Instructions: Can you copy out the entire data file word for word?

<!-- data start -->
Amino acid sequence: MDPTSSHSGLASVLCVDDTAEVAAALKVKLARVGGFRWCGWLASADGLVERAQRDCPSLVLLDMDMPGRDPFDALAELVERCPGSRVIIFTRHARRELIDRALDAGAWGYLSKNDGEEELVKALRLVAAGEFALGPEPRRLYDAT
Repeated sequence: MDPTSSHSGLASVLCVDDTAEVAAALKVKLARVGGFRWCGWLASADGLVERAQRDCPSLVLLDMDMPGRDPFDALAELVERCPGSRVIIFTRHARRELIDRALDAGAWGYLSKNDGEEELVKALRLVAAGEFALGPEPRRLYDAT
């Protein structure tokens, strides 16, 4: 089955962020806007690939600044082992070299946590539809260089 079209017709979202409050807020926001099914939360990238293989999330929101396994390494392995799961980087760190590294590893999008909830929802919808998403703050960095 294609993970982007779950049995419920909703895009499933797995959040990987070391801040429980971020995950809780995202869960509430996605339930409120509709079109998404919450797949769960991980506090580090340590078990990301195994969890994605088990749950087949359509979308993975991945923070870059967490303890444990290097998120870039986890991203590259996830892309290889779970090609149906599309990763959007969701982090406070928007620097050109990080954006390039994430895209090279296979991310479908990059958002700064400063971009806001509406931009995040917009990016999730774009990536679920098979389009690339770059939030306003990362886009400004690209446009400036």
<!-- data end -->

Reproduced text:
Amino acid sequence: MDPTSSHSGLASVLCVDDTAEVAAALKVKLARVGGFRWCGWLASADGLVERAQRDCPSLVLLDMDMPGRDPFDALAELVERCPGSRVIIFTRHARRELIDRALDAGAWGYLSKNDGEEELVKALRLVAAGEFALGPEPRRLYDAT
Repeated sequence: MDPTSSHSGLASVLCVDDTAEVAAALKVKLARVGGFRWCGWLASADGLVERAQRDCPSLVLLDMDMPGRDPFDALAELVERCPGSRVIIFTRHARRELIDRALDAGAWGYLSKNDGEEELVKALRLVAAGEFALGPEPRRLYDAT
């Protein structure tokens, strides 16, 4: 089955962020806007690939600044082992070299946590539809260089 079209017709979202409050807020926001099914939360990238293989999330929101396994390494392995799961980087760190590294590893999008909830929802919808998403703050960095 294609993970982007779950049995419920909703895009499933797995959040990987070391801040429980971020995950809780995202869960509430996605339930409120509709079109998404919450797949769960991980506090580090340590078990990301195994969890994605088990749950087949359509979308993975991945923070870059967490303890444990290097998120870039986890991203590259996830892309290889779970090609149906599309990763959007969701982090406070928007620097050109990080954006390039994430895209090279296979991310479908990059958002700064400063971009806001509406931009995040917009990016999730774009990536679920098979389009690339770059939030306003990362886009400004690209446009400036």